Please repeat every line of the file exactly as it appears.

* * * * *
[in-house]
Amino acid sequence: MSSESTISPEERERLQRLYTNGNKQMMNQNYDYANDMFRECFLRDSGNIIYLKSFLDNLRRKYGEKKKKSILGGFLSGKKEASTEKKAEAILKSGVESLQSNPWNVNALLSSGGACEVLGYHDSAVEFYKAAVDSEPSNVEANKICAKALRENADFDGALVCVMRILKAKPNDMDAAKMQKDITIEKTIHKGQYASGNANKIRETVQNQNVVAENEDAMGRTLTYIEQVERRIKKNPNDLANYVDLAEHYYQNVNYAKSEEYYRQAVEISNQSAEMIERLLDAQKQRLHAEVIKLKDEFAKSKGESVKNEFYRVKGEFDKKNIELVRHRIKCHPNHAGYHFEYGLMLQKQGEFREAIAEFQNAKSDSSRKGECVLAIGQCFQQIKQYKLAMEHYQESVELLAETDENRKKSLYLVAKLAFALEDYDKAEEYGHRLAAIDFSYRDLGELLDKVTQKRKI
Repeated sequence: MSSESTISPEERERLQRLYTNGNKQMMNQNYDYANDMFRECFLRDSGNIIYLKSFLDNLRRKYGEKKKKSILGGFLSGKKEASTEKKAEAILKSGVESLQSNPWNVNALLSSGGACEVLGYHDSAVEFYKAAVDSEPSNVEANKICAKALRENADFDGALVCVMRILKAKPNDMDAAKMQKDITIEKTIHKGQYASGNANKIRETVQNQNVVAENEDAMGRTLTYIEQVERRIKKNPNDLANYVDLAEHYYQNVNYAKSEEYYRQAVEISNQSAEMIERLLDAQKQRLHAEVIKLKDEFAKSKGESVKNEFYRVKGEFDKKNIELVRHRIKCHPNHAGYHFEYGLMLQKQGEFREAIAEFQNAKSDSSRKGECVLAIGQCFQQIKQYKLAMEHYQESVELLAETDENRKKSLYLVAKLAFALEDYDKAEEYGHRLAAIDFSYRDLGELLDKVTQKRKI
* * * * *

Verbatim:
[in-house]
Amino acid sequence: MSSESTISPEERERLQRLYTNGNKQMMNQNYDYANDMFRECFLRDSGNIIYLKSFLDNLRRKYGEKKKKSILGGFLSGKKEASTEKKAEAILKSGVESLQSNPWNVNALLSSGGACEVLGYHDSAVEFYKAAVDSEPSNVEANKICAKALRENADFDGALVCVMRILKAKPNDMDAAKMQKDITIEKTIHKGQYASGNANKIRETVQNQNVVAENEDAMGRTLTYIEQVERRIKKNPNDLANYVDLAEHYYQNVNYAKSEEYYRQAVEISNQSAEMIERLLDAQKQRLHAEVIKLKDEFAKSKGESVKNEFYRVKGEFDKKNIELVRHRIKCHPNHAGYHFEYGLMLQKQGEFREAIAEFQNAKSDSSRKGECVLAIGQCFQQIKQYKLAMEHYQESVELLAETDENRKKSLYLVAKLAFALEDYDKAEEYGHRLAAIDFSYRDLGELLDKVTQKRKI
Repeated sequence: MSSESTISPEERERLQRLYTNGNKQMMNQNYDYANDMFRECFLRDSGNIIYLKSFLDNLRRKYGEKKKKSILGGFLSGKKEASTEKKAEAILKSGVESLQSNPWNVNALLSSGGACEVLGYHDSAVEFYKAAVDSEPSNVEANKICAKALRENADFDGALVCVMRILKAKPNDMDAAKMQKDITIEKTIHKGQYASGNANKIRETVQNQNVVAENEDAMGRTLTYIEQVERRIKKNPNDLANYVDLAEHYYQNVNYAKSEEYYRQAVEISNQSAEMIERLLDAQKQRLHAEVIKLKDEFAKSKGESVKNEFYRVKGEFDKKNIELVRHRIKCHPNHAGYHFEYGLMLQKQGEFREAIAEFQNAKSDSSRKGECVLAIGQCFQQIKQYKLAMEHYQESVELLAETDENRKKSLYLVAKLAFALEDYDKAEEYGHRLAAIDFSYRDLGELLDKVTQKRKI